THE BASICS: The regional premiere of the Broadway musical version (2014) of the former hit novella (1992) and movie (1995) plays weekends at the Kavinoky Theatre through February 2nd. Loraine O’Donnell, the Kav’s Artistic Director, directs a cast of twelve. Musical direction is by Allan Paglia. The play, with its single intermission, runs somewhat in excess of 2 ½ hours.
THUMBNAIL SKETCH: Winterset, Iowa, 1965. Francesca Johnson, former Italian war bride, has made the tough transition to the American heartland. She has a solid, respectable mate, and is the mother of two argumentative but blossoming teens. When these significant others go off the state fair for a few days, the briefly liberated Francesca finds herself directly in the path of temptation. Robert Kinkaid, a charismatic, free-wheeling, “hippie” photographer for National Geographic has been sent to photograph the county’s famous covered bridges. Things begin innocently enough, but it isn’t long before the two find themselves in the grip of a consuming, potentially life-altering passion.
THE PLAY, THE PLAYERS AND THE PRODUCTION: Despite its pedigree, BRIDGES, the musical, is an odd commodity. It’s one part State Fair/Charlotte’s Web, two parts old-fashioned, star-crossed-lovers soap opera (Hollywood loved making these; pick your favorite!). In order for it to work, you’ve got to believe in a special kind of love (monster caps), the kind that moves mountains, changes lives forever, outlasts everything. The sort of love that 19th century writers and poets believe in and celebrated. Now I’m a sappy romantic by present day standards, especially for a guy, but I have trouble with the concept. What is presented onstage here seems, to me, like a standard-issue, high intensity, four day affair, wrapped up in tons of glorious verbiage by two lovers who appear to be closet philosophers. Librettist Marsha Norman (‘Night, Mother) is plenty able with conversation, but occasionally peoples the stage with oddly incongruous characters. Moreover, she includes too much stuff that is extraneous to the Francesca/ Robert relationship. BRIDGES is long, and feels even longer. My wife dozed through sizable chunks. Do we really need all these other characters? I wonder if this might not have been more interesting and effective as a two hander…
What is presented onstage here seems, to me, like a standard-issue, high intensity, four day affair, wrapped up in tons of glorious verbiage by two lovers who appear to be closet philosophers.
The songs by Jason Robert Brown are patchwork, a mixture of different styles. This didn’t really bother me; the lack of really strong, take-home melodies is a serious minus, however. The use of wordless choral passages is an unusual score feature. The love lyrics are deep-dish philosophical, pretty darn pretentious.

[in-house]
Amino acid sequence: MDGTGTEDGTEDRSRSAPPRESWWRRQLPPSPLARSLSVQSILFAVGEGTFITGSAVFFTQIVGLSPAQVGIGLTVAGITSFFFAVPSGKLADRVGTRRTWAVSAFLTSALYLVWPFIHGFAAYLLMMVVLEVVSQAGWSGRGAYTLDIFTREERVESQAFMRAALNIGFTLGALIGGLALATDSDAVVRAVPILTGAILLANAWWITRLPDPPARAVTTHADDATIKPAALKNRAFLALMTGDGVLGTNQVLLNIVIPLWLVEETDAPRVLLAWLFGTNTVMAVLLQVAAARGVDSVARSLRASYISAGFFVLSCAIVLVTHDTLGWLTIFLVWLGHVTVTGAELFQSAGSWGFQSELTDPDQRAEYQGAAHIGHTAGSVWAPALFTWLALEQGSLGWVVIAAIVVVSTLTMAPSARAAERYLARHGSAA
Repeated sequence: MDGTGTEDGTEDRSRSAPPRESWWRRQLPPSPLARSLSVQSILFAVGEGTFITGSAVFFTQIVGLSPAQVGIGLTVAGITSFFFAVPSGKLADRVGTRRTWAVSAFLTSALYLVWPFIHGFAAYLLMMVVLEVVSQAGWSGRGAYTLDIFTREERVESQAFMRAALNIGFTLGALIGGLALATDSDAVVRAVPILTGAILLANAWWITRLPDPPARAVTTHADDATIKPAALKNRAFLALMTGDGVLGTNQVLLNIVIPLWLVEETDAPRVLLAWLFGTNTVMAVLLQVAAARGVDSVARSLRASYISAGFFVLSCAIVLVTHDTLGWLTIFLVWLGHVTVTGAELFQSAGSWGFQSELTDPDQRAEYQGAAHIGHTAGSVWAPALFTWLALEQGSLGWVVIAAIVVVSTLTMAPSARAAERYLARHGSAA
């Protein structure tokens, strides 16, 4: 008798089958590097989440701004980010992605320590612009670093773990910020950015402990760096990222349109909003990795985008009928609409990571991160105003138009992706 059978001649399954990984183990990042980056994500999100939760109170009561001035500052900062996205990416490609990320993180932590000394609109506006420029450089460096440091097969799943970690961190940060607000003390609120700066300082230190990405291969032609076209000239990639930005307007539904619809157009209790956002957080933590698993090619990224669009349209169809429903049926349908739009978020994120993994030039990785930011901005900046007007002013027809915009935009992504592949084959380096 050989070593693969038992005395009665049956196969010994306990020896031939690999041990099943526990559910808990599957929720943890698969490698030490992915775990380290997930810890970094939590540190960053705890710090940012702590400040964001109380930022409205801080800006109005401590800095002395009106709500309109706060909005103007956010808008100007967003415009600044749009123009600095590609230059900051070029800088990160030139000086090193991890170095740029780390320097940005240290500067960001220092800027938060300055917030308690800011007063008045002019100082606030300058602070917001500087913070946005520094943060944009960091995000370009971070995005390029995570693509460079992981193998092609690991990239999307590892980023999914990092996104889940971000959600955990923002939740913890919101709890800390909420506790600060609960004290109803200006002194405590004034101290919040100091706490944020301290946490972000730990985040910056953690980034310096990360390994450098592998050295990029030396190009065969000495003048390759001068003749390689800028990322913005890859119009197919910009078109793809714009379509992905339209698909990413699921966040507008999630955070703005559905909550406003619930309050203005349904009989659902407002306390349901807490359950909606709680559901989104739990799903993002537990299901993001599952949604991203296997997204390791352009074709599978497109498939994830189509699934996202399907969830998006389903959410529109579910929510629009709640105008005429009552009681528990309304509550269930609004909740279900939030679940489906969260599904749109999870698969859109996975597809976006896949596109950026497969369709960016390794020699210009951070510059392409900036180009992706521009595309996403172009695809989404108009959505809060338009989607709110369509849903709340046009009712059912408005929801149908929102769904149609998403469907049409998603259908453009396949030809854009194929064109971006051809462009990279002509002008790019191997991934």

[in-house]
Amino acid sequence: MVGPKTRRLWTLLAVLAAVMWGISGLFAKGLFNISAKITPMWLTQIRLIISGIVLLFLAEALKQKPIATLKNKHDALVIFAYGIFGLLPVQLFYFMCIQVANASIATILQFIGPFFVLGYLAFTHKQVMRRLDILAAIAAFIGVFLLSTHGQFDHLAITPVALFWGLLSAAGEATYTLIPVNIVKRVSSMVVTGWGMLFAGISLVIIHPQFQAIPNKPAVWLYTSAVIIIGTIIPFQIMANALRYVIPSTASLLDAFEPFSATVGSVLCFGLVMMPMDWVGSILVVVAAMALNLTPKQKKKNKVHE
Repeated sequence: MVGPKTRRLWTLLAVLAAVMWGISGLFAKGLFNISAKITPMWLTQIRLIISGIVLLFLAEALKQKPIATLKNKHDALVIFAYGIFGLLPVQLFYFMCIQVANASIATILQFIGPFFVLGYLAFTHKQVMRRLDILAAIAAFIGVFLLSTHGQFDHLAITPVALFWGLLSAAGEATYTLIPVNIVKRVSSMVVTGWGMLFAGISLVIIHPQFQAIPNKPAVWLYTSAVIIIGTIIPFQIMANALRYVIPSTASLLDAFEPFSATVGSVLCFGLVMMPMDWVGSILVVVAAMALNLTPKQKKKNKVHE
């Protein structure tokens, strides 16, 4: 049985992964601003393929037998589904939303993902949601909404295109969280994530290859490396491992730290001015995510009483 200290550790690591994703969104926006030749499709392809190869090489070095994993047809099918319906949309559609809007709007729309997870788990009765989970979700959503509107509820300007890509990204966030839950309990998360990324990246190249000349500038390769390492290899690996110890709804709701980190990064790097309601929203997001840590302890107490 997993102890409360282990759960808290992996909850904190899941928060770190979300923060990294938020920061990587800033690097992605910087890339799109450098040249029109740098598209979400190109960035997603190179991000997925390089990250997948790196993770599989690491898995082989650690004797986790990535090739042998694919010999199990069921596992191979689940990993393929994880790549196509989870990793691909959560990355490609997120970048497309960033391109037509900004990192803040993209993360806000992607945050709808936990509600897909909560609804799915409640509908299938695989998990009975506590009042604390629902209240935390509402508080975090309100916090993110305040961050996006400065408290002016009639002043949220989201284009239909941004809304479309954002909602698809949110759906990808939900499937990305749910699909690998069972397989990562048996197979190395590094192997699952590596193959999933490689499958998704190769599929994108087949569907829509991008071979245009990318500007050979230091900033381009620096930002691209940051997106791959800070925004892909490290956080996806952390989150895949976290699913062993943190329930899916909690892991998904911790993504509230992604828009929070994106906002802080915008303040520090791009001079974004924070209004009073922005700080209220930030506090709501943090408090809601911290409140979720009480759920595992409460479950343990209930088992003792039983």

Director O’Donnell has recruited some of Buffalo’s best musical theater talent. You can expect a lot of fine singing, some of it truly booming. The love songs populating Act II lean toward the operatic. Better I liked Kelly Copps’ one moment in the spotlight, singing a winsome Joni Mitchellesque ballad, “Another Life”. Michelle Marie Roberts makes a lovely Francesca. As the slender plot thickens, and the poor woman is literally being torn in two, we feel her pain. I also admired Ms. Roberts’ gentle Italian accent (apparently coached by Amanda Sharp). Big hunky Steve Copps always cuts quite the figure onstage, but, at least as done up for this show, looks more like a stevedore than a hippie photographer. As I watched, I kept thinking “Somebody ought to cast him as Billy Bigelow…”
Allan Paglia’s crack ensemble, I presume hidden in one of the curtained boxes, performed with aplomb, nicely supporting the singers without drowning out the lyrics. A special shout out to Inga Yanoski, whose expert onstage country fiddling was a small highlight.
The complex video design of Brian Milbrand is encompassing and distinctive; it definitely adds.
IN SUM: The Kav, which now fully rivals Musicalfare as the place for high quality homegrown musicals, has put together another four Buffalo production… of a two Buffalo show. And while the opening night crowd seemed pleased, I didn’t notice anybody dabbing their eyes…
Lead image: Photos are of the two leads, Steve Copps and Michele Marie Benzin. Photo Credit-Brian Milbrand.
*HERD OF BUFFALO (Notes on the Rating System)
ONE BUFFALO: This means trouble. A dreadful play, a highly flawed production, or both. Unless there is some really compelling reason for you to attend (i.e. you are the parent of someone who is in it), give this show a wide berth.
TWO BUFFALOS: Passable, but no great shakes. Either the production is pretty far off base, or the play itself is problematic. Unless you are the sort of person who’s happy just going to the theater, you might look around for something else.
THREE BUFFALOS: I still have my issues, but this is a pretty darn good night at the theater. If you don’t go in with huge expectations, you will probably be pleased.
FOUR BUFFALOS: Both the production and the play are of high caliber. If the genre/content are up your alley, I would make a real effort to attend.
FIVE BUFFALOS: Truly superb–a rare rating. Comedies that leave you weak with laughter, dramas that really touch the heart. Provided that this is the kind of show you like, you’d be a fool to miss it!